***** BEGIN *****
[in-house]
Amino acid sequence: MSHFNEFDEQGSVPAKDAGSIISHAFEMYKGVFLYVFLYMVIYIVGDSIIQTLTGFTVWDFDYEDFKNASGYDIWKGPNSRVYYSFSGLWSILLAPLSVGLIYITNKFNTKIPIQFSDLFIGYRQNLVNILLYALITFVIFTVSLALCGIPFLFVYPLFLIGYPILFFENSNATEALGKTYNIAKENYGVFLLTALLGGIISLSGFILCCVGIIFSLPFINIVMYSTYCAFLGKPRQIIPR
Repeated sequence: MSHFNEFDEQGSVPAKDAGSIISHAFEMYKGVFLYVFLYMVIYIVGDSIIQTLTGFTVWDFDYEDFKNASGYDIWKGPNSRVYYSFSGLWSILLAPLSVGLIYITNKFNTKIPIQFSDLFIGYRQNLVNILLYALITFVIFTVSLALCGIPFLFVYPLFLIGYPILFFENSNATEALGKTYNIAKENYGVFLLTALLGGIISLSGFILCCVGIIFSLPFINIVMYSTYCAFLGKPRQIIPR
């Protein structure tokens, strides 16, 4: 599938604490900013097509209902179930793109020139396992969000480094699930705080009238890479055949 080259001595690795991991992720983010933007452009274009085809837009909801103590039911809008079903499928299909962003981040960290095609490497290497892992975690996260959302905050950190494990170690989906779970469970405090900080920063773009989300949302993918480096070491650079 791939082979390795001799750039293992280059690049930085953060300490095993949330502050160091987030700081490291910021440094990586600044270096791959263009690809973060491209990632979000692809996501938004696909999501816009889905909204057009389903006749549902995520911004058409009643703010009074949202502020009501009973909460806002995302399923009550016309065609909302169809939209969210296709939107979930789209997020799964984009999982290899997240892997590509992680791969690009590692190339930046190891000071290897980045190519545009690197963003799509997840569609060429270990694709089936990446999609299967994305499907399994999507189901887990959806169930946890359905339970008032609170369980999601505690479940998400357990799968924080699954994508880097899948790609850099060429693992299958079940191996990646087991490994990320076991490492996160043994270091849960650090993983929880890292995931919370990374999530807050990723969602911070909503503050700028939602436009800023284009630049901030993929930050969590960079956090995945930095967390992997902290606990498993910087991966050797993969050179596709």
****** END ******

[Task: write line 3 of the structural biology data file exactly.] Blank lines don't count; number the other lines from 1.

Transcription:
Repeated sequence: MSHFNEFDEQGSVPAKDAGSIISHAFEMYKGVFLYVFLYMVIYIVGDSIIQTLTGFTVWDFDYEDFKNASGYDIWKGPNSRVYYSFSGLWSILLAPLSVGLIYITNKFNTKIPIQFSDLFIGYRQNLVNILLYALITFVIFTVSLALCGIPFLFVYPLFLIGYPILFFENSNATEALGKTYNIAKENYGVFLLTALLGGIISLSGFILCCVGIIFSLPFINIVMYSTYCAFLGKPRQIIPR